According to a relative of Abu Al-Qia'an, he was sleeping when another relative of his called him to warn him about the imminent demolitions. He took the valuables out of his home and packed them into his SUV. He said he couldn't bear watching his home being razed and got in his car to drive away. At 5:57 am, as he was leaving, driving at a speed of less than 10 km/h, police shot at least four times at his car and hit him twice. The bullet wounds caused him to lose control of his car which accelerated, careened downhill and hit a group of police officers, killing 34-year-old 1st Sgt Erez Levi and moderately wounding another officer. The car came to a stop a few seconds later and its horn started blaring. Medical teams rushed around Levi, pronounced him dead, and attended to the wounded officer. A policeman opened the door of Abu Al-Qia'an's car and partially removed his body to stop the blaring, but he was otherwise left unattended, only 10 meters from the spot where his car had hit Levi. There, he bled to death while police prevented an ambulance from reaching him. According to the autopsy report, Abu Al-Qia'an was hit with two bullets; one in the right knee, shattering it, and one in an artery in his chest, causing his death due to blood loss about fifteen minutes later.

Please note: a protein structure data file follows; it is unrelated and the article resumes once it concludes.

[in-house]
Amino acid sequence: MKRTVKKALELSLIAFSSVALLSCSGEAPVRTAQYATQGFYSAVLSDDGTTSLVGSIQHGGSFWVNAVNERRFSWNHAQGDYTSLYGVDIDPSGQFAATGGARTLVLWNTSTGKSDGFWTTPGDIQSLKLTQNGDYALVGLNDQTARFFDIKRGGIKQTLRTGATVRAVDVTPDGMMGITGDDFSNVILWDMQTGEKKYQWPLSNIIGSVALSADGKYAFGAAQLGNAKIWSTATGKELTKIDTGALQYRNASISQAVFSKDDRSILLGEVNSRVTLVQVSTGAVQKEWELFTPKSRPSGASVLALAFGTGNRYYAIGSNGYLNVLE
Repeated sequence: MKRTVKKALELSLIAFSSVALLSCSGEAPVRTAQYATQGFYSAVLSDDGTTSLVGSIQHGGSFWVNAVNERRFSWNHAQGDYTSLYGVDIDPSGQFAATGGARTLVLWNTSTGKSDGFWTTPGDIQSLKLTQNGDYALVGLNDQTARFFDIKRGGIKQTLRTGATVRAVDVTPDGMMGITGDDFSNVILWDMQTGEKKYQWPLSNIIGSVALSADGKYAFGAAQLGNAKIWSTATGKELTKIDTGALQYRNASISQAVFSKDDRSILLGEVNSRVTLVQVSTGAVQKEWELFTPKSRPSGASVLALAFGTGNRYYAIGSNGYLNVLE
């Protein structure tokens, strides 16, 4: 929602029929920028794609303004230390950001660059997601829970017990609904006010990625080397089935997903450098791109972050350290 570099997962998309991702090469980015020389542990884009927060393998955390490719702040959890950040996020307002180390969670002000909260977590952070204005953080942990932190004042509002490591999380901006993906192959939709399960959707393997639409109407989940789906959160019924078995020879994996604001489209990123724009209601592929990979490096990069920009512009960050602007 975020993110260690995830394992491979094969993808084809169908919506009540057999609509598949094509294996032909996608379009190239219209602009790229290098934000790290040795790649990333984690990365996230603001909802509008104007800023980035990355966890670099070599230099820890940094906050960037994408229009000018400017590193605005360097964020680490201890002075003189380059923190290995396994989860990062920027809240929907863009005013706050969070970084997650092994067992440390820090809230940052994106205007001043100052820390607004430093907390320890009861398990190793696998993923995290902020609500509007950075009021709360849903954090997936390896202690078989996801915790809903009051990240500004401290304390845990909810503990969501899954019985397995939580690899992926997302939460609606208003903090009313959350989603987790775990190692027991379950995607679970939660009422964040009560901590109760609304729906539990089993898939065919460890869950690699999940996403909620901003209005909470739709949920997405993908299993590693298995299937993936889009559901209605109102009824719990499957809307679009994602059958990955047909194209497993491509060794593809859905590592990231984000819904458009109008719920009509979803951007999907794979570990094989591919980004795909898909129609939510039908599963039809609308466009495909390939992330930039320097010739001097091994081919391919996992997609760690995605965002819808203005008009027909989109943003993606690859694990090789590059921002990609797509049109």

Odeh claimed that the police had used extreme levels of violence against the protestors. He was shot in the forehead and in the back with sponge-tipped bullets when he and other protestors tried to approach Abu Al-Qia'an's car and had to be taken to a hospital. The police falsely claimed that Odeh's head injury was caused by protesters throwing stones and accidentally hitting him.
During the day, five Arab-Israeli politicians, Hanin Zoabi, Jamal Zahalka, Osama Saadi, Ahmad Tibi, and Aida Touma-Sliman arrived in the village to show solidarity with the protesters. The police prevented everyone else from entering the village.
Another point of contention was over Odeh's head injury. He claimed that police had shot him in the forehead with a sponge-tipped bullet, and as he turned around in pain, another time in the back. The police disputed that and, initially, claimed that Odeh was hit with stray stones thrown by protestors and that the officers in Umm al-Hiran weren't even equipped with weapons firing sponge-tipped bullets. The police's story was refuted by a witness, Rabbi Arik Ascherman, who wrote: